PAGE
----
keywords = "Heels, Older adults, Pressure ulcers",
author = "Malik, {Rubina A.} and Priya Pinto and Michael Bogaisky and Ehrlich, {Amy R.}",
year = "2013",
doi = "10.1016/j.jamda.2013.09.004",
language = "English (US)",
volume = "14",
pages = "916--919",
journal = "Journal of the American Medical Directors Association",
issn = "1525-8610",
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TY - JOUR

T1 - Older adults with heel ulcers in the acute care setting

T2 - Frequency of noninvasive vascular assessment, surgical intervention, and 1-year mortality

AU - Malik, Rubina A.

AU - Pinto, Priya

AU - Bogaisky, Michael

AU - Ehrlich, Amy R.

PY - 2013

Y1 - 2013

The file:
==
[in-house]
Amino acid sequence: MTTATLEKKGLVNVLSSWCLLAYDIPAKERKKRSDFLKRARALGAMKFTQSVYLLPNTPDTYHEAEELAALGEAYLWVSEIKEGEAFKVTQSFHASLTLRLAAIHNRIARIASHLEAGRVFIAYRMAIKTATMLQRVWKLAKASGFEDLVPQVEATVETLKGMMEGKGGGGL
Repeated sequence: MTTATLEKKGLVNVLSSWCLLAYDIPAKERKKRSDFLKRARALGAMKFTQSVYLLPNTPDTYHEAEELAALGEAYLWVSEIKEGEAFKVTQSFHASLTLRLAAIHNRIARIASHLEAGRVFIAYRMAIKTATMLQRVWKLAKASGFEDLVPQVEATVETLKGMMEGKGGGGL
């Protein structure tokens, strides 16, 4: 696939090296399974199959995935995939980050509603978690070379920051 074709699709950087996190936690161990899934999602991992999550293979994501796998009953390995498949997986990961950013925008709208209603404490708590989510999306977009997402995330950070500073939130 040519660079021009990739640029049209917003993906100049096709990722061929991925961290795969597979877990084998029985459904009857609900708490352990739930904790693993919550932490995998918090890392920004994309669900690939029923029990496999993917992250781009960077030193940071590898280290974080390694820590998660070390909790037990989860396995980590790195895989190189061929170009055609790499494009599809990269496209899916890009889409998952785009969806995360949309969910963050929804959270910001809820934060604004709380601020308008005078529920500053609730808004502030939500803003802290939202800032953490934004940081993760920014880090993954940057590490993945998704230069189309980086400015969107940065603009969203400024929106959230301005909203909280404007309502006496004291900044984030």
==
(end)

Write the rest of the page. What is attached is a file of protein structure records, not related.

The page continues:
N2 - Objectives: To examine how often hospitalized older adults with a diagnosis of heel ulcers are evaluated with noninvasive vascular tests and to determine the impact of invasive vascular or surgical procedures on 1-year mortality. Design: Retrospective review using an electronic database and chart review of all patients discharged with a diagnosis of heel ulcer between 2006 and2009. Setting: Urban teaching hospital. Participants: A total of 506 participants aged 65 years and older. Measurements: Data collected included resident characteristics (demographics, medical history, and severity of illness using the Charlson comorbidity index), staging of heel ulcers, rates of noninvasive vascular assessments, vascular and surgical procedures, length of stay, and 1-year mortality. Results: Thirty-one percent (155/506) of patients with a heel ulcer underwent noninvasive vascular testing and of these 83% (129/155) were found to have underlying ischemia. Twenty-six percent (130/506) of patients underwent at least 1 vascular or surgical procedure. The 1-year mortality rate for patients with stage 1 or 2 disease was 55%; this rose to 70% for patients with stage 3 or 4 ulcers (P= .01), and could not be explained by differences in the Charlson comorbidity index. Patients who underwent a vascular or surgical procedure had a significantly lower mortality compared with those who did not (59% vs 68% P= .04). Conclusion: Older adults with a heel ulcer in the acute care setting are frequently not assessed for underlying ischemia of the lower extremities. The diagnosis carries high 1-year mortality rates. Evidence-based protocols need to be developed to determine which older adults should have a vascular assessment and then undergo an invasive procedure.